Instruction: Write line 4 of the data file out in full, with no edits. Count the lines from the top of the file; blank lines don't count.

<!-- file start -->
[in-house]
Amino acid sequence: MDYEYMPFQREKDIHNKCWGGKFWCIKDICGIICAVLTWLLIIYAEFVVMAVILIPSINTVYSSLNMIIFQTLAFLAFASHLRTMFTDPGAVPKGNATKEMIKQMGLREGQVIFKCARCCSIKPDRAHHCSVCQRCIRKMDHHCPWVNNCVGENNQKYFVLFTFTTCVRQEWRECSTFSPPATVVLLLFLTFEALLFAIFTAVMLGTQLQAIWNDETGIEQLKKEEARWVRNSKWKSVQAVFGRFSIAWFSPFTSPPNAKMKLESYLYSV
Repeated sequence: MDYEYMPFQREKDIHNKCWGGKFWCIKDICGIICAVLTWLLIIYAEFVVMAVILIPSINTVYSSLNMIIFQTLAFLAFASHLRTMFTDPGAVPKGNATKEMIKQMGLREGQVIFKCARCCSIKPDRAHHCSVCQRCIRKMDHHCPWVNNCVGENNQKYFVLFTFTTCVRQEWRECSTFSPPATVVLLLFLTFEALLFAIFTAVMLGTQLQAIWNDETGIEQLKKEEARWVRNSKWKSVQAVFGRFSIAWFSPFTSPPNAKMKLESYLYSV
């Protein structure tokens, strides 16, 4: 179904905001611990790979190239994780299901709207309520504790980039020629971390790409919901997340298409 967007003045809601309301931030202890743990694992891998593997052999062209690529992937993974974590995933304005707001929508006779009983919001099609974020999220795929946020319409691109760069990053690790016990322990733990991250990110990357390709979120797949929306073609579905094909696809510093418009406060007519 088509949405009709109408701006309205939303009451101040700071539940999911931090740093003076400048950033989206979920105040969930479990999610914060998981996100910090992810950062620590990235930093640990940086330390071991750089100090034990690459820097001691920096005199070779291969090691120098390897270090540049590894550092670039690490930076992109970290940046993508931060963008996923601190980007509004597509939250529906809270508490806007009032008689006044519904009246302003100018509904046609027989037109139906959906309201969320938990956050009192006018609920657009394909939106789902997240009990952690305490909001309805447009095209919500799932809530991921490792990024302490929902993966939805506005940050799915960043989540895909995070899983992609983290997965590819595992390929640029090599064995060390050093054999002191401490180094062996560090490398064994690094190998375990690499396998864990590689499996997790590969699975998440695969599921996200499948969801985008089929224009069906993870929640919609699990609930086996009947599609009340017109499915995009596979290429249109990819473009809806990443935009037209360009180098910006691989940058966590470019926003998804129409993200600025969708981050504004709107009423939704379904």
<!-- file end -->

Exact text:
């Protein structure tokens, strides 16, 4: 179904905001611990790979190239994780299901709207309520504790980039020629971390790409919901997340298409 967007003045809601309301931030202890743990694992891998593997052999062209690529992937993974974590995933304005707001929508006779009983919001099609974020999220795929946020319409691109760069990053690790016990322990733990991250990110990357390709979120797949929306073609579905094909696809510093418009406060007519 088509949405009709109408701006309205939303009451101040700071539940999911931090740093003076400048950033989206979920105040969930479990999610914060998981996100910090992810950062620590990235930093640990940086330390071991750089100090034990690459820097001691920096005199070779291969090691120098390897270090540049590894550092670039690490930076992109970290940046993508931060963008996923601190980007509004597509939250529906809270508490806007009032008689006044519904009246302003100018509904046609027989037109139906959906309201969320938990956050009192006018609920657009394909939106789902997240009990952690305490909001309805447009095209919500799932809530991921490792990024302490929902993966939805506005940050799915960043989540895909995070899983992609983290997965590819595992390929640029090599064995060390050093054999002191401490180094062996560090490398064994690094190998375990690499396998864990590689499996997790590969699975998440695969599921996200499948969801985008089929224009069906993870929640919609699990609930086996009947599609009340017109499915995009596979290429249109990819473009809806990443935009037209360009180098910006691989940058966590470019926003998804129409993200600025969708981050504004709107009423939704379904």